I know what it is to be Martha – to move through life as though it is a straight line from point A to point B to point C, without time to think, to reflect, to learn, to be – living by chronos and missing the kairos moments.
I know that this was happening during the interim period between Pastor Darrell’s departure and Pastor Ed’s arrival. I know that this is why I needed these past six weeks…to realize that Jesus loves the work I do, but He loves me, simply for who I am as a precious daughter of God. And He wants me to sit and be and listen and learn from Him. In fact, it is necessary for me to do that if I would be His disciple.
There in Bethany, Jesus ‘ intent was that he would be the one giving hospitality –sharing Himself with Mary, and desiring to do the same with Martha. Here in this community as well, Jesus is present in Word and Water, in bread and wine – sharing Himself with us. What happens as we gather here is not ultimately a chronos event – measured in minutes; it is a kairos moment when our crucified and risen Lord is among us to put to death that which separates us from God, and raise to life in us that which will offer Jesus’ life to those around us.
These encounters have the power to change the course of our lives…and the lives of those with whom we share our lives.
If we are among those who prepare the table, or the music, or the lesson for Children’s Church, or the sermon – we need to do what is needed for the sake of our worship, while not neglecting to do what is necessary as Jesus defines it – meeting Him here among us. And there need to be additional persons who will share in these tasks so that everyone has the opportunity to learn and to do.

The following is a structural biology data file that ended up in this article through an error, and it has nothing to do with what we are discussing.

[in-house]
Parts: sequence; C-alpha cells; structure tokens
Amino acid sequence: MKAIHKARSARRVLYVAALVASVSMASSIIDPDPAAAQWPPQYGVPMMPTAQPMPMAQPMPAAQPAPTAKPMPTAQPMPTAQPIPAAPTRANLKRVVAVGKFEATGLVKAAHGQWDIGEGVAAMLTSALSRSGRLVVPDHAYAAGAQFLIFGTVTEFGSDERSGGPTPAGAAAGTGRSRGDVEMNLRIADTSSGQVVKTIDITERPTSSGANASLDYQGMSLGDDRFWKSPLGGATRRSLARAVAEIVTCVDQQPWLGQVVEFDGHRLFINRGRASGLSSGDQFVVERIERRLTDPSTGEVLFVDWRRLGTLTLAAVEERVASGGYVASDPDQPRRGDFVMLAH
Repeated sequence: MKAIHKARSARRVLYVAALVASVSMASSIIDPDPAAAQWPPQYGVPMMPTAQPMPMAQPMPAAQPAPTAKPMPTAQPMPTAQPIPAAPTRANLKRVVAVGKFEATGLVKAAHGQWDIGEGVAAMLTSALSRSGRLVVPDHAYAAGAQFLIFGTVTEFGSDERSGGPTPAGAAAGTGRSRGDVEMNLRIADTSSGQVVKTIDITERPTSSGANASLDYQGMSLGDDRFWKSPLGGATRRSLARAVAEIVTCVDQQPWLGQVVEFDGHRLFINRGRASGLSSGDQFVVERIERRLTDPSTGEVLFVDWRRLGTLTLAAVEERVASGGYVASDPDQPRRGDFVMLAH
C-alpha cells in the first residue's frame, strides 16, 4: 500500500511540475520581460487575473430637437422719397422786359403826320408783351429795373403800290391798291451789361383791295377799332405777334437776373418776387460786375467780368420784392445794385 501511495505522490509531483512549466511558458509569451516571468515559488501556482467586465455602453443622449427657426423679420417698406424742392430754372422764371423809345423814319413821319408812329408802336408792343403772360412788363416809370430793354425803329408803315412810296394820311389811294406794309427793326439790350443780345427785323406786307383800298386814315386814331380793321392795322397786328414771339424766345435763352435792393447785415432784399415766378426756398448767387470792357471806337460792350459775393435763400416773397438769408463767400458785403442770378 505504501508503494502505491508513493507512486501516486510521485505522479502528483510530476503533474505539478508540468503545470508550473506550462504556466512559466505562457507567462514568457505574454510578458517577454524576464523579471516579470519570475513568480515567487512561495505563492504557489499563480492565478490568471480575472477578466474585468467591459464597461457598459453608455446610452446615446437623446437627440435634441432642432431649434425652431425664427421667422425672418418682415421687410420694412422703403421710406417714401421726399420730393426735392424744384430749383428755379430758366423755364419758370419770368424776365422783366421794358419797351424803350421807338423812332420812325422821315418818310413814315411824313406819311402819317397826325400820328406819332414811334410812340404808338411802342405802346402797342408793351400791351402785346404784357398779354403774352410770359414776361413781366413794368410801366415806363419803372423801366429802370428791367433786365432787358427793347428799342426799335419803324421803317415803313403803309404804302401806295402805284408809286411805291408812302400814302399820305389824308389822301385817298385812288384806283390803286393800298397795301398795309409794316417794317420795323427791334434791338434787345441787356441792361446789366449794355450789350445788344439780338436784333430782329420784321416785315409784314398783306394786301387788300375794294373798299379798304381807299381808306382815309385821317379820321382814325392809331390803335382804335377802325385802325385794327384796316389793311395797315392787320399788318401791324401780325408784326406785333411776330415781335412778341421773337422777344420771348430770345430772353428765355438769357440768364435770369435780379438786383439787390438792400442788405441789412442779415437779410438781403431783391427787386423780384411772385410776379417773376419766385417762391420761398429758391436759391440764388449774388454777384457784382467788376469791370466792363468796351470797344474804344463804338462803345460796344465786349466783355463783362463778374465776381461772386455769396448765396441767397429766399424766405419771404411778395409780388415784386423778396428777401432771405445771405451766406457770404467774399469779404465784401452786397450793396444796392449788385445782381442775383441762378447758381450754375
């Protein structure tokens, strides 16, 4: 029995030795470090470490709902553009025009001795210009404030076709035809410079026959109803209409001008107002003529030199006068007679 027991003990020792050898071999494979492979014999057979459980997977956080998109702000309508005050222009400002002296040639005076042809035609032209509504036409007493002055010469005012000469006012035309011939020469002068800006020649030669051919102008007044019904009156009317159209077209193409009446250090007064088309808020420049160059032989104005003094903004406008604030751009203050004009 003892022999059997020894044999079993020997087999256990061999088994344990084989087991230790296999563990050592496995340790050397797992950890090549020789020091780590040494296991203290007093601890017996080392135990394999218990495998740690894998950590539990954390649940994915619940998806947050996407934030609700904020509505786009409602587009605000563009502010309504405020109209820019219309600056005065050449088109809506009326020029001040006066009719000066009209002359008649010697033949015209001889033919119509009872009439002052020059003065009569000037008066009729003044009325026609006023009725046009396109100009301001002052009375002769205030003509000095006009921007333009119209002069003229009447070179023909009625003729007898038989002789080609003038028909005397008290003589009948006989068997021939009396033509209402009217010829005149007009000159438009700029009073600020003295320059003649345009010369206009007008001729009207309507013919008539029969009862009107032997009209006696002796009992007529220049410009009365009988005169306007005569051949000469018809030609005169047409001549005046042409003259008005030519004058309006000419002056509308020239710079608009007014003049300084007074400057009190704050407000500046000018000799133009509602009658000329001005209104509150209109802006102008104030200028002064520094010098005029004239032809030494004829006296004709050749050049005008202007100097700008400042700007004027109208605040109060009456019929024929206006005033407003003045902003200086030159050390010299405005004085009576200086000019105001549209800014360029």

Imagine what it would be like to be Martha of Bethany – centuries later as people joined her in heaven, you know they would be asking her, “Wow, what was it like to host Jesus in your home? What was it like to be able to sit with him and listen to him in such an intimate setting?” Imagine what it would be like to be Martha, answering, “You know, I can’t tell you what that was like, because I spent the time in the kitchen, and never quite got out of there to sit and listen.”
Fortunately, as we learn more about Martha and Mary from John’s Gospel, it would appear that Martha, like Mary, learned to balance her doing for Jesus with her being with Him. Both Martha and Mary (as well as their brother Lazarus) were numbered among Jesus’ closest friends.
Today, Jesus calls us to recognize this kairos moment with Him – and embrace it, and the life and eternal friendship He offers.
In the name of Jesus+